The spleen has two main functions. The first is to provide a proper microenvironment to lymphoid and myeloid cells, whereas the second involves clearance of abnormal erythrocytes. Ad4BP/SF-1, a product of the mammalian FTZ-F1 gene (mFTZ-F1), was originally identified as a steroidogenic, tissue- specific transcription factor. Immunohistochemical examination of the mammalian spleens confirmed the expression of Ad4BP/SF-1 in endothelial cells of the splenic venous sinuses and pulp vein. In mFtz-F1 gene-disrupted (KO) mice, several structural abnormalities were detected in the spleen, including underdevelopment and nonuniform distribution of erythrocytes. Examination of the spleen of KO fetuses showed failure of development of certain tubular structures during embryogenesis. These structures are normally assembled by Ad4BP/SF-1 immunoreactive cells, and most likely form the vascular system during later stages of development. Other structural abnormalities in the spleen of the KO mice included defects in the tissue distribution of type-IV collagen, laminin, c-kit, and vimentin. These morphologic defects in the vascular system were associated with a decrease in the proportion of hematopoietic cells, although differentiation of these cells was not affected significantly. A high number of abnormal red blood cells containing Howell- Jolly bodies were noted in the KO mice, indicating impaired clearance by the splenic vascular system. We also detected the presence of an mRNA-encoding cholesterol side-chain cleavage P450 in the spleen, resembling the findings in steroidogenic tissues such as the gonads and adrenal cortex. The mRNA transcript was not involved in splenic structural defects as it was detected in the spleens of both normal and KO mice, indicating that the regulatory mechanism of the P450 gene in the spleen is different from that in steroidogenic tissues. Our results indicate that a lack of the mFtz-F1 gene in mice is associated with structural and functional abnormalities of the splenic vascular system.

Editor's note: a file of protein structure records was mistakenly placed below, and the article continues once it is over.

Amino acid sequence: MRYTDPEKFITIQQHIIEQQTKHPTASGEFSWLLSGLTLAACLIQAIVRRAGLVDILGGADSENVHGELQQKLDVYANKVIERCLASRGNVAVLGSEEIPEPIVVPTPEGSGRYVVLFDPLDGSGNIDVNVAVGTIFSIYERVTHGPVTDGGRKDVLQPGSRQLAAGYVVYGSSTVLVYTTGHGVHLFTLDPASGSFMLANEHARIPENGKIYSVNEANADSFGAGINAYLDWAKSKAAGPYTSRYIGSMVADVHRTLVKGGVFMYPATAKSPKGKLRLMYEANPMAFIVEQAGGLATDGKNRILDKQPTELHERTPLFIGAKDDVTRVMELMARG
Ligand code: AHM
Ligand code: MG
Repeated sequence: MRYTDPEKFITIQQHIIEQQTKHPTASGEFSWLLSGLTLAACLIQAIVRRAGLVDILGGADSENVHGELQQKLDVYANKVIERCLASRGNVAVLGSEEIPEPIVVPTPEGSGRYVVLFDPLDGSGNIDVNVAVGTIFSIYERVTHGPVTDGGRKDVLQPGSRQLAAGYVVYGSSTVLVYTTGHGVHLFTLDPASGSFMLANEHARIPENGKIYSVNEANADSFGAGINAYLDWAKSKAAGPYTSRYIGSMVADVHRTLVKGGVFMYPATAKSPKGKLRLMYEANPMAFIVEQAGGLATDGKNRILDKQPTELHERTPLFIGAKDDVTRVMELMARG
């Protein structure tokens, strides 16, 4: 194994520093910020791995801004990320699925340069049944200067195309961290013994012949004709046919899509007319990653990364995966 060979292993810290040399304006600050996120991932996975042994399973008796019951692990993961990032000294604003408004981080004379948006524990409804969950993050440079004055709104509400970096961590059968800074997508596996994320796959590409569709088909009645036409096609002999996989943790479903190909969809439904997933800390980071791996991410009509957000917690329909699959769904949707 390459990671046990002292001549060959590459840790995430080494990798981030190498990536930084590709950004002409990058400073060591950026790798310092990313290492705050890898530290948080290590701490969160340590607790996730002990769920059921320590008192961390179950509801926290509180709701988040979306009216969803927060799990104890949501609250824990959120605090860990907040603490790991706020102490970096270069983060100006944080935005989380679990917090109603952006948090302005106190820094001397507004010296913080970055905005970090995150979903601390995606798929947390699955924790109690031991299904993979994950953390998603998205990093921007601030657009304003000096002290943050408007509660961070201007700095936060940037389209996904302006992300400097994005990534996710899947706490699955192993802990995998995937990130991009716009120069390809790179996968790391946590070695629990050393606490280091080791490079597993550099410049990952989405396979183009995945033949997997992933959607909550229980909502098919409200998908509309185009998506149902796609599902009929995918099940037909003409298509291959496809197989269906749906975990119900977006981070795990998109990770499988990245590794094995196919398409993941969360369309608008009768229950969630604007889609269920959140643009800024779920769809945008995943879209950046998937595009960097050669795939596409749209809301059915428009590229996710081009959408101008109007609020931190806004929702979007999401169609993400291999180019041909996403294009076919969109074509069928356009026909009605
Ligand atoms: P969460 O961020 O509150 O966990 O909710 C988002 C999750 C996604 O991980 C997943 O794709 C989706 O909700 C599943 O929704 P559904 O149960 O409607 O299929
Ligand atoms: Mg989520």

|Number of pages||9|
|Publication status||Published - 1999 Mar 1|
ASJC Scopus subject areas
- Cell Biology